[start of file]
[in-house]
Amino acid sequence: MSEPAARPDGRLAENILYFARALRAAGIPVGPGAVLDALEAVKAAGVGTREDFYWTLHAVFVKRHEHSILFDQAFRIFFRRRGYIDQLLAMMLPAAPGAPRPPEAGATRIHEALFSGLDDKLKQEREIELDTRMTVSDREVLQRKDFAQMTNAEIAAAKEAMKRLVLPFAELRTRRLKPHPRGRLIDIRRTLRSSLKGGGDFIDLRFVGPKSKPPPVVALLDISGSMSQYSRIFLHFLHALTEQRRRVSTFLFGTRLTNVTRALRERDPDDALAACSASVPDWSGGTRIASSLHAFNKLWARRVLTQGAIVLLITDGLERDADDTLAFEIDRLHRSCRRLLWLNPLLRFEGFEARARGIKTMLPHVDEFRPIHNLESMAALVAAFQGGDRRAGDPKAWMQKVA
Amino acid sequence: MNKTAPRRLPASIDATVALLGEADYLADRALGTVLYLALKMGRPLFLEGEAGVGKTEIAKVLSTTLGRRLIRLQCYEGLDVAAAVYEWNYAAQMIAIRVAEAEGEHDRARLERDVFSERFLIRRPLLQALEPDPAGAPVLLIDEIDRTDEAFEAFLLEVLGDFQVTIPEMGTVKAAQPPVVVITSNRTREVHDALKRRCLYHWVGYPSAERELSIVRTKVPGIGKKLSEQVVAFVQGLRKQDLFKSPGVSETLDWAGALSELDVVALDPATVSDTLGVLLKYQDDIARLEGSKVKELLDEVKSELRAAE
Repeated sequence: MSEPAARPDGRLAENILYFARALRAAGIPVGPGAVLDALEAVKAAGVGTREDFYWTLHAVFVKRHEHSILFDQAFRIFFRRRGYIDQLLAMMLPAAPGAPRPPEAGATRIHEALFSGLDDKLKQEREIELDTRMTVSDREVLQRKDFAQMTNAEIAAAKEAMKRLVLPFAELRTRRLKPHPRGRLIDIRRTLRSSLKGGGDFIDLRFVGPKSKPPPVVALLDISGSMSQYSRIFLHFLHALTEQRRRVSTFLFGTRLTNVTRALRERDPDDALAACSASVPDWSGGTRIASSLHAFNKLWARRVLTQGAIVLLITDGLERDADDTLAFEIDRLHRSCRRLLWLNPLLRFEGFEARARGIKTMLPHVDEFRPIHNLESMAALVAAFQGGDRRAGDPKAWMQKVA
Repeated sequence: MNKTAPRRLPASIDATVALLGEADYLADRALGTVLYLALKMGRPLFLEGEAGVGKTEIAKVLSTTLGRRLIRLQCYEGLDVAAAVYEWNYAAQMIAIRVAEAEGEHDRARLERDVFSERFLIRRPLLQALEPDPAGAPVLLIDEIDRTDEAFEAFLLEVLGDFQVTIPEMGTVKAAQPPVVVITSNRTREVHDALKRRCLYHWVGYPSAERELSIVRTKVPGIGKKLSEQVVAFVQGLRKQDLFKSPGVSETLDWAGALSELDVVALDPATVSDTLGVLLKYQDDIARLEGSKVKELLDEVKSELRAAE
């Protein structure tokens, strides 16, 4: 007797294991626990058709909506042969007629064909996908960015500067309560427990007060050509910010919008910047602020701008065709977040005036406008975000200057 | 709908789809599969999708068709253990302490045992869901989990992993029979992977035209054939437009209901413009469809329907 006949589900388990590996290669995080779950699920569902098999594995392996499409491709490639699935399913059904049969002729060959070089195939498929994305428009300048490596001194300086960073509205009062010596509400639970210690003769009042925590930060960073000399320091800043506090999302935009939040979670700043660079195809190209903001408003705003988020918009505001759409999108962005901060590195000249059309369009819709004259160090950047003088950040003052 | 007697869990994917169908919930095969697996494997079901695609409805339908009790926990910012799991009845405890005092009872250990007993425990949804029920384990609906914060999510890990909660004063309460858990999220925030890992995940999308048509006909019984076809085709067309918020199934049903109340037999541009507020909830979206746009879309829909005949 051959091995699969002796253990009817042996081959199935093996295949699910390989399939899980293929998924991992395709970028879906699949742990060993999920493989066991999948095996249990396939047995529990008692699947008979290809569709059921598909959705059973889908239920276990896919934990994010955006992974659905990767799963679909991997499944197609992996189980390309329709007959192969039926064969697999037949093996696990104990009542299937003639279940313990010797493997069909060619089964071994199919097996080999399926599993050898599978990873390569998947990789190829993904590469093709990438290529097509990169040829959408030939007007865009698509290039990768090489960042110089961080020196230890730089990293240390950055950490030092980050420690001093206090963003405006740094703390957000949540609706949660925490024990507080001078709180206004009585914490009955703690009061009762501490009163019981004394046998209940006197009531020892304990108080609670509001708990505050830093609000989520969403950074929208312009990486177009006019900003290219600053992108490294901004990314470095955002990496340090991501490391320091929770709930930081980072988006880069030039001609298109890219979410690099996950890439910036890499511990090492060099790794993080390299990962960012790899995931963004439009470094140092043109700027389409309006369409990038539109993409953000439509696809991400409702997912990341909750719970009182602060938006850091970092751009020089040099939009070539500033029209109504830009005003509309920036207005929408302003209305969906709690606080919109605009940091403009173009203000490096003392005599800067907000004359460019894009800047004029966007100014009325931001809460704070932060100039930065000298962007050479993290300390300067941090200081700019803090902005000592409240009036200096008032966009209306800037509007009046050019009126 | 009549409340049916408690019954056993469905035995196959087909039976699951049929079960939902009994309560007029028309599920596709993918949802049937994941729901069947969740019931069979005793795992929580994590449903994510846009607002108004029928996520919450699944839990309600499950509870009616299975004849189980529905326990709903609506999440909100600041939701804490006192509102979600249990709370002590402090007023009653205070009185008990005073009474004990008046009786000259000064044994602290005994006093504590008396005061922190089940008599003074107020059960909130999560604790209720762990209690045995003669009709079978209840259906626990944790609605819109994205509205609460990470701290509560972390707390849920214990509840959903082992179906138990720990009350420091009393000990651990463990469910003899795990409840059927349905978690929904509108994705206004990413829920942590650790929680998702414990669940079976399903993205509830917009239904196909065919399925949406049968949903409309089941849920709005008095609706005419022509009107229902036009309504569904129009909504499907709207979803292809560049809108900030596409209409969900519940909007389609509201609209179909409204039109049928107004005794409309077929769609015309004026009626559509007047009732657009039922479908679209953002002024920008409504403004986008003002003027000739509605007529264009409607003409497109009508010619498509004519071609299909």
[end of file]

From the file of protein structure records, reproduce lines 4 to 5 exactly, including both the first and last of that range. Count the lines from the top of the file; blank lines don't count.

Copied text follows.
Repeated sequence: MSEPAARPDGRLAENILYFARALRAAGIPVGPGAVLDALEAVKAAGVGTREDFYWTLHAVFVKRHEHSILFDQAFRIFFRRRGYIDQLLAMMLPAAPGAPRPPEAGATRIHEALFSGLDDKLKQEREIELDTRMTVSDREVLQRKDFAQMTNAEIAAAKEAMKRLVLPFAELRTRRLKPHPRGRLIDIRRTLRSSLKGGGDFIDLRFVGPKSKPPPVVALLDISGSMSQYSRIFLHFLHALTEQRRRVSTFLFGTRLTNVTRALRERDPDDALAACSASVPDWSGGTRIASSLHAFNKLWARRVLTQGAIVLLITDGLERDADDTLAFEIDRLHRSCRRLLWLNPLLRFEGFEARARGIKTMLPHVDEFRPIHNLESMAALVAAFQGGDRRAGDPKAWMQKVA
Repeated sequence: MNKTAPRRLPASIDATVALLGEADYLADRALGTVLYLALKMGRPLFLEGEAGVGKTEIAKVLSTTLGRRLIRLQCYEGLDVAAAVYEWNYAAQMIAIRVAEAEGEHDRARLERDVFSERFLIRRPLLQALEPDPAGAPVLLIDEIDRTDEAFEAFLLEVLGDFQVTIPEMGTVKAAQPPVVVITSNRTREVHDALKRRCLYHWVGYPSAERELSIVRTKVPGIGKKLSEQVVAFVQGLRKQDLFKSPGVSETLDWAGALSELDVVALDPATVSDTLGVLLKYQDDIARLEGSKVKELLDEVKSELRAAE